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Go programming language has really helped in shaping Docker as a powerful software and enabling fast development for distributed systems. It has been helping developers and operations team to quickly construct programs and tools for Cloud computing environment. Go offers built-in support for JSON  (JavaScript Object Notation) encoding and decoding, including to and from built-in and custom data types.

golang

 

In last 1 year, Docker Swarm Mode has matured enough to become production-ready. The Orchestration platform is quite stable with numerous features like Logging, Secrets Management, Security Scanning, improvement over Scheduling, networking etc. making it more simple to use and scale-out in just few liner commands. With the introduction of new APIs like swarm, node, volume plugins, services etc., Swarm Mode brings dozens of features to control every aspect of swarm cluster sitting on the master node. But when you start building services in the range of 100s & 1000s and that too distributed across another 100s and 1000s of nodes, there arise a need of quick and handy way of filtering the output, especially when you are interested to capture one specific data out of the whole cluster-wide configuration. Here comes ‘a filtering flag’ as a rescue.

swarm11

The filtering flag (-f or --filter) format is a key=value pair which is actually a very powerful weapon for developers & system administrators.If you have ever played around with Docker CLI, you must have used docker inspect command to get metadata on a container/ image. Using it with -f provides you more specific information like IP address, network etc. There are numerous guide on how to use filters with standalone host holding the Docker images but I found lack of guides talking about Swarm Mode filters.

Under this blog post, I have prepared a quick list of consolidated filtering commands and outputs in tabular format for Swarm Mode Cluster(shown below).

I have 3 node Swarm Mode cluster running on one of my Google Cloud Engine. Let us first create a simple wordpress application as shown below:

 

swarm-1

 

We will create a simple wordpress service as shown:

master==>docker service create –env WORDPRESS_DB_HOST=wordpressdb1 –env WORDPRESS_DB_PASSWORD=collab123 –network collabnet –replicas 4 –name wordpressapp –publish 80:80/tcp wordpress:latest

Below is the tabular list of commands and outputs which talks about various filtering mode for docker service inspect command:

 

Inspecting the “wordpress” service:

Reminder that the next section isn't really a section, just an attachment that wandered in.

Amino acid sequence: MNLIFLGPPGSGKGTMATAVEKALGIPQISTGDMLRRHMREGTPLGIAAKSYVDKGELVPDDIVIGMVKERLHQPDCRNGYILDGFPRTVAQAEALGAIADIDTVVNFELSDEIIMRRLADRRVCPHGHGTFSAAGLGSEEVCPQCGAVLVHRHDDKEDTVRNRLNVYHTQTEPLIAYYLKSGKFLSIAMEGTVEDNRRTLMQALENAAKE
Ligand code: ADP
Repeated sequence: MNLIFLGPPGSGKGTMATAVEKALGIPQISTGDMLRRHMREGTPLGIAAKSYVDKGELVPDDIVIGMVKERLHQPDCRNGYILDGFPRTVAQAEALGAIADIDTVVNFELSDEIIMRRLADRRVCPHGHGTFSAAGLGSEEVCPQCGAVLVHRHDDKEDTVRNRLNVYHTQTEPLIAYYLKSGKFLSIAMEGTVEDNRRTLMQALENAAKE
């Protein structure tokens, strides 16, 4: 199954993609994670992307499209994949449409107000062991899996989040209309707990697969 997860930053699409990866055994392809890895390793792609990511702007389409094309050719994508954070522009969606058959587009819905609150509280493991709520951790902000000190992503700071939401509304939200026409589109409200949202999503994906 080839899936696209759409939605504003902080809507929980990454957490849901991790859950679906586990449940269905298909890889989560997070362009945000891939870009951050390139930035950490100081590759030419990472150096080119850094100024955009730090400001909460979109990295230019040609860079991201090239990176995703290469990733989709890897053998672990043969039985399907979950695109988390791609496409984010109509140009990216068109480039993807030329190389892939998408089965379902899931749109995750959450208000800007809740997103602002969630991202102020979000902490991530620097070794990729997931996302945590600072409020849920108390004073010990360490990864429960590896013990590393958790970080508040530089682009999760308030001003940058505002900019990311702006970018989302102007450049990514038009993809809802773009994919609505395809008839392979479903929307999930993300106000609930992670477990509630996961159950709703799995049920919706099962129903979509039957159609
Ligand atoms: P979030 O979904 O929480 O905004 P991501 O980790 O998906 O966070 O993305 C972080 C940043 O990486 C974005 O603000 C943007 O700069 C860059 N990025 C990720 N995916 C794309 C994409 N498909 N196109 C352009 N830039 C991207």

[wpsm_comparison_table id="3" class=""]

To retrieve the network information for specific service:

[wpsm_comparison_table id="6" class=""]

To list out the port which wordpress is using for specific service:

[wpsm_comparison_table id="7" class=""]

To list out the protocol detail for specific service:

[wpsm_comparison_table id="8" class=""]

To list out the type of Published port:

[wpsm_comparison_table id="9" class=""]

To verify if its DNS RR or Virtual IP(VIP) based for specific service:

[wpsm_comparison_table id="10" class=""]

 

To list out the type of Published port for specific service:

[wpsm_comparison_table id="11" class=""]

To list out the replication factor for a specific service:

[wpsm_comparison_table id="12" class=""]

To list out the environmental variable passed for specific service:

[wpsm_comparison_table id="13" class=""]

To list out the image detail for specific service:

[wpsm_comparison_table id="14" class=""]

To list out the complete networking details for specific service:

[wpsm_comparison_table id="15" class=""]

To list out detailed consolidated  meta data information for the specific service::

[wpsm_comparison_table id="4" class=""]
 
To list out further detailed information of the service :

[wpsm_comparison_table id="5" class=""]

Let us create another service called “wordpressdb1” which is actually a database service under Docker Swarm Mode:

$docker service create –replicas 1 –name wordpressdb1 –network collabnet –env MYSQL_ROOT_PASSWORD=collab123 –env MYSQL_DATABASE=wordpress mysql:latest

Inspecting the service “collabdb1”:

[wpsm_comparison_table id="16" class=""]

Displaying the output in human-friendly way:

[wpsm_comparison_table id="17" class=""]

To list out the VIPs details for specific service:

[wpsm_comparison_table id="18" class=""]

Retrieving the last StatusUpdate details:

[wpsm_comparison_table id="19" class=""]

I have plans to add more examples during the course of time based on experience and exploration. I hope you will find it handy.

 

 

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Ajeet Raina

My name is Ajeet Singh Raina and I am an author of this blogging site. I am a Docker Captain, ARM Innovator & Docker Bangalore Community Leader. I bagged 2 special awards last year(2019): Firstly, “The Tip of Captain’s Hat Award” at Dockercon 2019, San Francisco, and secondly, “2019 Docker Community Award“. I run Collabnix Community Slack with over 5300+ audience . I have built popular GITHUB repositories like DockerLabs, KubeLabs, Kubetools, RedisPlanet Terraform etc. with the support of Collabnix Community. Currently working as Developer Relations Manager at Redis Labs where I help customers and community members adopt Redis. With over 12,000+ followers over LinkedIn & close to 5100+ twitter followers, I like sharing Docker and Kubernetes related content . You can follow me on Twitter(@ajeetsraina) & GitHub(@ajeetraina)

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